Articles published in the past year in the Journal of Clinical Sleep Medicine captured the attention of the scientific and medical communities, as well as the media and the general public. The following papers published in 2018 received the most pageviews on the website of JCSM, which is published by the American Academy of Sleep Medicine:

  1. Position Paper for the Treatment of Nightmare Disorder in Adults: An American Academy of Sleep Medicine Position Paper
    Morgenthaler TI, Auerbach S, Casey KR, Kristo D, Maganti R, Ramar K, Zak R, Kartje R
    This paper provides the AASM position regarding various treatments of nightmare disorder in adults.
  2. Use of Actigraphy for the Evaluation of Sleep Disorders and Circadian Rhythm Sleep-Wake Disorders: An American Academy of Sleep Medicine Clinical Practice Guideline
    Smith MT, McCrae CS, Cheung J, Martin JL, Harrod CG, Heald JL, Carden KA
    This AASM paper established clinical practice recommendations for the use of actigraphy in adult and pediatric patients with suspected or diagnosed sleep disorders or circadian rhythm sleep-wake disorders.
  3. Medical Cannabis and the Treatment of Obstructive Sleep Apnea: An American Academy of Sleep Medicine Position Statement
    Ramar K, Rosen IM, Kirsch DB, et al.
    This statement presents the AASM position that medical cannabis and/or its synthetic extracts should not be used for the treatment of OSA due to unreliable delivery methods and insufficient evidence of effectiveness, tolerability, and safety.
  4. Insomnia in the Elderly: A Review
    Patel D, Steinberg J, Patel P
    According to this review, the most important aspect in evaluation of insomnia is detailed history taking and thorough physical examination. Nonpharmacological treatment options have favorable and enduring benefits compared to pharmacological therapy.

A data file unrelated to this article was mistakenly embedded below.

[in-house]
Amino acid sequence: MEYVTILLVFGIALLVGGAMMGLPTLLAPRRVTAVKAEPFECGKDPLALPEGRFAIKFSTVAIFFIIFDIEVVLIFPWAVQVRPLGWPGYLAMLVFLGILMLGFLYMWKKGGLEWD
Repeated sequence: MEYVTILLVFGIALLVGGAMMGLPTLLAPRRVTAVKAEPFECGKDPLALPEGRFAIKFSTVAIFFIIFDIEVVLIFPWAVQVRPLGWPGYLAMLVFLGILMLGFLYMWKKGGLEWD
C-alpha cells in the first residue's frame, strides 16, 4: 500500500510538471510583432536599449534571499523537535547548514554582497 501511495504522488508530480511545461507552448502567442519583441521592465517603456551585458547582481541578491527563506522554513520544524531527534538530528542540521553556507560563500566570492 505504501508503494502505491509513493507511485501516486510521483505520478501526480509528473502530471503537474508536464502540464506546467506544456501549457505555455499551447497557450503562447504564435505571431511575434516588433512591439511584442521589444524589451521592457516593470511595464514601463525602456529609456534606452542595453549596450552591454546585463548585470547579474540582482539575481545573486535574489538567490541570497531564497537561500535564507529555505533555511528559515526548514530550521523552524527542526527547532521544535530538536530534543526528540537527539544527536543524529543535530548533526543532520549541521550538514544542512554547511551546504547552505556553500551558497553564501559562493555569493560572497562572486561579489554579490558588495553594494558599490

5. Consumer Sleep Technology: An American Academy of Sleep Medicine Position Statement
    Khosla S, Deak MC, Gault D, et al.
    This AASM position statement details the disadvantages and potential benefits of consumer sleep technology (CST) and provides guidance when approaching patient-generated health data from CSTs in a clinical setting.
  6. Polysomnography for Obstructive Sleep Apnea Should Include Arousal-Based Scoring: An American Academy of Sleep Medicine Position Statement
    Malhotra RK, Kirsch DB, Kristo DA, et al.
    This AASM position statement emphasizes the importance of using arousal-based scoring of respiratory events when evaluating patients suspected of having OSA.
  7. Comparing the Efficacy, Mask Leak, Patient Adherence, and Patient Preference of Three Different CPAP Interfaces to Treat Moderate-Severe Obstructive Sleep Apnea
    Rowland S, Aiyappan V, Hennessy C, Catcheside P, Chai-Coezter CL, McEvoy RD, Antic NA
    CPAP adherence did not differ between the three different mask interfaces but the residual AHI was lower with nasal mask than oronasal mask and patients reported greater mask comfort, better sleep, and overall preference for a nasal mask.
  8. Nonadherence to CPAP Associated with Increased 30-Day Hospital Readmissions
    Truong KK, De Jardin R, Massoudi N, Hashemzadeh M, Jafari B
    Nonadherence to CPAP is associated with increased 30-day all-cause and cardiovascular-cause readmission in patients with OSA.
  9. The MSLT is Repeatable in Narcolepsy Type 1 But Not Narcolepsy Type 2: A Retrospective Patient Study
    Ruoff C, Pizza F, Trotti LM, et al.
    MSLT criterion for narcolepsy in a clinical sample is a more repeatable and stable finding in narcolepsy type 1 than narcolepsy type 2, and narcolepsy type 2 is not more repeatable than controls.
  10. Smartphone Applications to Support Sleep Self-Management: Review and Evaluation
    Choi YK, Demiris G, Lin SY, et al.
    The findings suggest that few apps meet prespecified criteria for quality, content, and functionality for sleep self-management.